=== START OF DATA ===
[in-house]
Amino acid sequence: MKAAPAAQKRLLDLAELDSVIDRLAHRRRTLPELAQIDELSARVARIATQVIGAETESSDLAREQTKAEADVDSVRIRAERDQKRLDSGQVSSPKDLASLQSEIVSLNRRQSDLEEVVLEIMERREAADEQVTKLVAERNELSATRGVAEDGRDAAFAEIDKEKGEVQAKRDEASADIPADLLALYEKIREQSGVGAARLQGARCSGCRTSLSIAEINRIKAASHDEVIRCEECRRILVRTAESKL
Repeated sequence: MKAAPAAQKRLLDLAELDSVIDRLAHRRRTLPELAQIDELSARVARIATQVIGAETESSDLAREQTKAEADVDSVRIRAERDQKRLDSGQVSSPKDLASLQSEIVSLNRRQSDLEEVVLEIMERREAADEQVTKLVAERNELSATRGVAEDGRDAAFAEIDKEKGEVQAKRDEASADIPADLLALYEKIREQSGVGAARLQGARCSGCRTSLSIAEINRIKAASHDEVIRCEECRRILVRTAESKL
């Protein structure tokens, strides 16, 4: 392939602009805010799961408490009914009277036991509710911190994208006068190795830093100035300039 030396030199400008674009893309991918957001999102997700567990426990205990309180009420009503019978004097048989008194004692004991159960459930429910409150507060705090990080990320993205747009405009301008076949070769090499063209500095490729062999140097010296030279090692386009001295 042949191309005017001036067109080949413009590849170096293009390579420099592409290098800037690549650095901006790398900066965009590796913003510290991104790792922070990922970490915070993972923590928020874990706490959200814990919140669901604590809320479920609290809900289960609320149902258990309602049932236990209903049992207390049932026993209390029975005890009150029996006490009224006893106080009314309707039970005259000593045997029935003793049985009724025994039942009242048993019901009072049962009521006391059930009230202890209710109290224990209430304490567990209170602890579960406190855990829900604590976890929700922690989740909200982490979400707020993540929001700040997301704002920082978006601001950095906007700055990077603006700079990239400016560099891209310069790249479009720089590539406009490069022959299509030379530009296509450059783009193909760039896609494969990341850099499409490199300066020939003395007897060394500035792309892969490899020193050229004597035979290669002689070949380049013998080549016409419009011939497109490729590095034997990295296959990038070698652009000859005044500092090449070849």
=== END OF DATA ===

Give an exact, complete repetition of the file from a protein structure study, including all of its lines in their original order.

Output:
[in-house]
Amino acid sequence: MKAAPAAQKRLLDLAELDSVIDRLAHRRRTLPELAQIDELSARVARIATQVIGAETESSDLAREQTKAEADVDSVRIRAERDQKRLDSGQVSSPKDLASLQSEIVSLNRRQSDLEEVVLEIMERREAADEQVTKLVAERNELSATRGVAEDGRDAAFAEIDKEKGEVQAKRDEASADIPADLLALYEKIREQSGVGAARLQGARCSGCRTSLSIAEINRIKAASHDEVIRCEECRRILVRTAESKL
Repeated sequence: MKAAPAAQKRLLDLAELDSVIDRLAHRRRTLPELAQIDELSARVARIATQVIGAETESSDLAREQTKAEADVDSVRIRAERDQKRLDSGQVSSPKDLASLQSEIVSLNRRQSDLEEVVLEIMERREAADEQVTKLVAERNELSATRGVAEDGRDAAFAEIDKEKGEVQAKRDEASADIPADLLALYEKIREQSGVGAARLQGARCSGCRTSLSIAEINRIKAASHDEVIRCEECRRILVRTAESKL
């Protein structure tokens, strides 16, 4: 392939602009805010799961408490009914009277036991509710911190994208006068190795830093100035300039 030396030199400008674009893309991918957001999102997700567990426990205990309180009420009503019978004097048989008194004692004991159960459930429910409150507060705090990080990320993205747009405009301008076949070769090499063209500095490729062999140097010296030279090692386009001295 042949191309005017001036067109080949413009590849170096293009390579420099592409290098800037690549650095901006790398900066965009590796913003510290991104790792922070990922970490915070993972923590928020874990706490959200814990919140669901604590809320479920609290809900289960609320149902258990309602049932236990209903049992207390049932026993209390029975005890009150029996006490009224006893106080009314309707039970005259000593045997029935003793049985009724025994039942009242048993019901009072049962009521006391059930009230202890209710109290224990209430304490567990209170602890579960406190855990829900604590976890929700922690989740909200982490979400707020993540929001700040997301704002920082978006601001950095906007700055990077603006700079990239400016560099891209310069790249479009720089590539406009490069022959299509030379530009296509450059783009193909760039896609494969990341850099499409490199300066020939003395007897060394500035792309892969490899020193050229004597035979290669002689070949380049013998080549016409419009011939497109490729590095034997990295296959990038070698652009000859005044500092090449070849």